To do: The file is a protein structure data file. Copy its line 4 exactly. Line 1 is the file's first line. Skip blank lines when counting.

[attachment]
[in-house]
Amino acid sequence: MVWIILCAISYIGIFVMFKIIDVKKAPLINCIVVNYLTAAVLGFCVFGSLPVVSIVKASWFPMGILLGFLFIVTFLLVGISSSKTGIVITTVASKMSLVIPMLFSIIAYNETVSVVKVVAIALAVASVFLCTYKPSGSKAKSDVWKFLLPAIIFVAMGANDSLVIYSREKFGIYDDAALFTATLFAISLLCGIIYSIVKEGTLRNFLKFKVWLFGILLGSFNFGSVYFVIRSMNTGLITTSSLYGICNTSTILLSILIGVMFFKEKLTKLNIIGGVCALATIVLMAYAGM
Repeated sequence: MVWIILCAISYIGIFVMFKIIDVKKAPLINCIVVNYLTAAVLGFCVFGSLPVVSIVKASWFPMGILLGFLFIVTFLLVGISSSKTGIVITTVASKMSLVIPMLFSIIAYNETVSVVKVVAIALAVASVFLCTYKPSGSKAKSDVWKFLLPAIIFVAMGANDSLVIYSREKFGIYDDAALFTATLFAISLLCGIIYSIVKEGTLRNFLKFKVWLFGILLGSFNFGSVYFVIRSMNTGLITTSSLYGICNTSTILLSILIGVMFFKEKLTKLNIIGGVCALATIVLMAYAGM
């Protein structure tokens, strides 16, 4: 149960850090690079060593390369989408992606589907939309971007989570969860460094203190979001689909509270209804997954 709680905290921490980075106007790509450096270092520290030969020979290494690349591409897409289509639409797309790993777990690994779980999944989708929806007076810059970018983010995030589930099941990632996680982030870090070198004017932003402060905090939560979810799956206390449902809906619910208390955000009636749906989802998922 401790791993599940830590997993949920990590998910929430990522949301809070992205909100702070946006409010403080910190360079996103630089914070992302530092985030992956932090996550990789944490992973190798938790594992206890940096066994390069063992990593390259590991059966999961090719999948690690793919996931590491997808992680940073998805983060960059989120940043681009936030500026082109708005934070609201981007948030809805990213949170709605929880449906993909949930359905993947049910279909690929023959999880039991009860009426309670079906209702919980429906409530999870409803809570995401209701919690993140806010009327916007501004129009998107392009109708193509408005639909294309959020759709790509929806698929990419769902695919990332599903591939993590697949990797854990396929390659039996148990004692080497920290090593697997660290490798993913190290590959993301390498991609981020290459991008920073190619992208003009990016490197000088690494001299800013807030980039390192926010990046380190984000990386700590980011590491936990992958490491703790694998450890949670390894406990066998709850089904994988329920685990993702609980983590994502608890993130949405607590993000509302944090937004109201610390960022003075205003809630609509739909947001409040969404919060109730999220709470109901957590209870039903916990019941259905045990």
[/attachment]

């Protein structure tokens, strides 16, 4: 149960850090690079060593390369989408992606589907939309971007989570969860460094203190979001689909509270209804997954 709680905290921490980075106007790509450096270092520290030969020979290494690349591409897409289509639409797309790993777990690994779980999944989708929806007076810059970018983010995030589930099941990632996680982030870090070198004017932003402060905090939560979810799956206390449902809906619910208390955000009636749906989802998922 401790791993599940830590997993949920990590998910929430990522949301809070992205909100702070946006409010403080910190360079996103630089914070992302530092985030992956932090996550990789944490992973190798938790594992206890940096066994390069063992990593390259590991059966999961090719999948690690793919996931590491997808992680940073998805983060960059989120940043681009936030500026082109708005934070609201981007948030809805990213949170709605929880449906993909949930359905993947049910279909690929023959999880039991009860009426309670079906209702919980429906409530999870409803809570995401209701919690993140806010009327916007501004129009998107392009109708193509408005639909294309959020759709790509929806698929990419769902695919990332599903591939993590697949990797854990396929390659039996148990004692080497920290090593697997660290490798993913190290590959993301390498991609981020290459991008920073190619992208003009990016490197000088690494001299800013807030980039390192926010990046380190984000990386700590980011590491936990992958490491703790694998450890949670390894406990066998709850089904994988329920685990993702609980983590994502608890993130949405607590993000509302944090937004109201610390960022003075205003809630609509739909947001409040969404919060109730999220709470109901957590209870039903916990019941259905045990």